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Just crowned, and already shaking up the Mideast

Three young leaders adopt a populist touch

By Staff writer of The Christian Science Monitor / October 28, 1999


Being a king in the Middle East requires more than just wearing a chest full of medals and acting "royal." These days, it demands the common touch - a popular dose of iconoclasm that shows how a new generation is taking charge.

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Take Jordan's King Abdullah, one of three new "kings" who are shaking up the Mideast. Disguised as part of an Arab television crew and donning a false beard, he visited Jordan's notoriously unfriendly free-trade zone in August and started interviewing traders.

They filled his ear with complaints about how poorly things were run, until an official rushed over and forced the "journalist" to stop because he didn't have permission to take pictures. Finally, to avoid arrest the young king was forced to reveal his identity, to the cheers of traders.

The one-man "sting" operation electrified Jordan's civil service, and it also shows how the job description of king is changing across the Mideast. This year already, old-guard authoritarians have given way to sons in Morocco, Jordan, and Bahrain. Yet even as these ambitious leaders begin to shake things up, they are finding obstacles: entrenched bureaucracy and challenges from the old guard.

"They represent the new blood and have a better understanding of the world," says Thomas Mullins, executive director of the Contemporary Arab Studies program at Harvard's Center for Middle East Studies in Cambridge, Mass. "It's going to be a different Mideast because there is a rising tide of expectations."

The new generation - often more at ease with the West, and as familiar with Western culture and politics as their own - has come of age without experiencing the moments that defined their fathers' rule: the struggle against colonialism, the creation of the Jewish state of Israel, participation in the Arab-Israeli wars, and the ruthlessness needed to survive.

The result is that they are dealing with a new set of variables and demands that require popular support. The new style has raised eyebrows across the region, where a host of other sons and heirs apparent, especially in undemocratic Syria and Saudi Arabia, still wait their turn.

Morocco's 'King of the Poor'

Perhaps the swiftest and most striking change has occurred in the North African state of Morocco, where King Mohammed VI was crowned in July after the death of his father, Hassan II, who had ruled for 38 years. King Hassan was fondly remembered in the West for helping to facilitate Israeli-Arab dialogue, though his human rights record was severely criticized.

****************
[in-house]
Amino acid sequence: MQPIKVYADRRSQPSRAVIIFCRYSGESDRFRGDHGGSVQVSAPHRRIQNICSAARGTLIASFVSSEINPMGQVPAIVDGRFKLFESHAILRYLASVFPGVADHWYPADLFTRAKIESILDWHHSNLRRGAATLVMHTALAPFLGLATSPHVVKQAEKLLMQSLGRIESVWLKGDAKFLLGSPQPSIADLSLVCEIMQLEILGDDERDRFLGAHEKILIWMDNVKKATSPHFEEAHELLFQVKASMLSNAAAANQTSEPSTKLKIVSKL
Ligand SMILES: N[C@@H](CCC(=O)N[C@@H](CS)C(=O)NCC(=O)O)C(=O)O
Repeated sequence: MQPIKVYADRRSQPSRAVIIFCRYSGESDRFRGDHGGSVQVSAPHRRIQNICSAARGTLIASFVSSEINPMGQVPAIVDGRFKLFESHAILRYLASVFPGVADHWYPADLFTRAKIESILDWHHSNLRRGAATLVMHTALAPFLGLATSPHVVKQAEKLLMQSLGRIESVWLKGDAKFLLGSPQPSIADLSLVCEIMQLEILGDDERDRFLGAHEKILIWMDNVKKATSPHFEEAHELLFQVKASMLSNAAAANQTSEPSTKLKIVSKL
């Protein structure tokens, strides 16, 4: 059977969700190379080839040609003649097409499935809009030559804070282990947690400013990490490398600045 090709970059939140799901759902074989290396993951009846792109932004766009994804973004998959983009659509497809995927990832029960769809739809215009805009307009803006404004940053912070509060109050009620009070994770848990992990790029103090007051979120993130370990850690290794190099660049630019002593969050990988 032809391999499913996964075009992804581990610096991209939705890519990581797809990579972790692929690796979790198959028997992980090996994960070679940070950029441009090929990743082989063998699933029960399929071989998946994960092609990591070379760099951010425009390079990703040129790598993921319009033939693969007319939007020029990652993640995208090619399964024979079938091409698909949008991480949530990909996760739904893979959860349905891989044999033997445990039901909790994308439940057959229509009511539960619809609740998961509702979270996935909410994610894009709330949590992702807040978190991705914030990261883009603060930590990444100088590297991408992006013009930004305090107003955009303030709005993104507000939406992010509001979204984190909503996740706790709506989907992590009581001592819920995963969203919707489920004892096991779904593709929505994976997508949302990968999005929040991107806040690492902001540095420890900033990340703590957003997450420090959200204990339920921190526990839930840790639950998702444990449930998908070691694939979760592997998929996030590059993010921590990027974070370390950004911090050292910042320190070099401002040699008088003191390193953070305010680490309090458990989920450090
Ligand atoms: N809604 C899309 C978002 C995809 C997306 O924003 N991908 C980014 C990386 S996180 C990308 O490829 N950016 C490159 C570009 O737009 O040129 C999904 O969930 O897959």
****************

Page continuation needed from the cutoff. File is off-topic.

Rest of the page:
Mohammed has taken personal steps to help the handicapped and lives in a relatively modest villa instead of the ornate palace in Rabat, earning the sobriquet "King of the Poor." And he has shocked Moroccans by pulling up beside them in his car - driving alone, and even stopping at red lights.

Mohammed is "determined" to carry out reforms, the US ambassador to Morocco, Edward Gabriel, said in a speech last month. "These reforms represent a cutting-edge experiment in the Arab world" toward democracy and market change.

Days after his father's funeral, Mohammed released 8,000 prisoners and cut the sentences of nearly 40,000 others. His "constitutional monarchy," he said, would "respect human rights and civil liberties."

The buzzword on the streets of Morocco these days is "real change." The king has begun to strip certain portfolios - including that of the disputed Western Sahara - from the powerful interior minister, Driss Basri.

The new monarch was once an intern for former European Union chief Jacques Delors, earned a French degree in international law, and has a taste for technology, so he is no stranger to Western ways.

"He's a young man, and this country has been run by an oligarchy of gerontocrats for 40 years," says Stephen Hughes, a retired British journalist who has lived in Morocco for 47 years.

Mohammed received a rapturous welcome last week, when he visited the long-neglected Rif Mountains, seat of a rebellion in 1958 that his father put down. Although the region is known for its antimonarchist views, locals hung from pine trees to catch a glimpse of the new king.

Jordan's unannounced visitor

As in Morocco, Jordan's new ruler follows in the big footsteps of his peacemaking father, King Hussein, who died last February. King Abdullah was a surprise last-minute choice, a son lifted from relative obscurity as chief of Jordan's elite commando unit.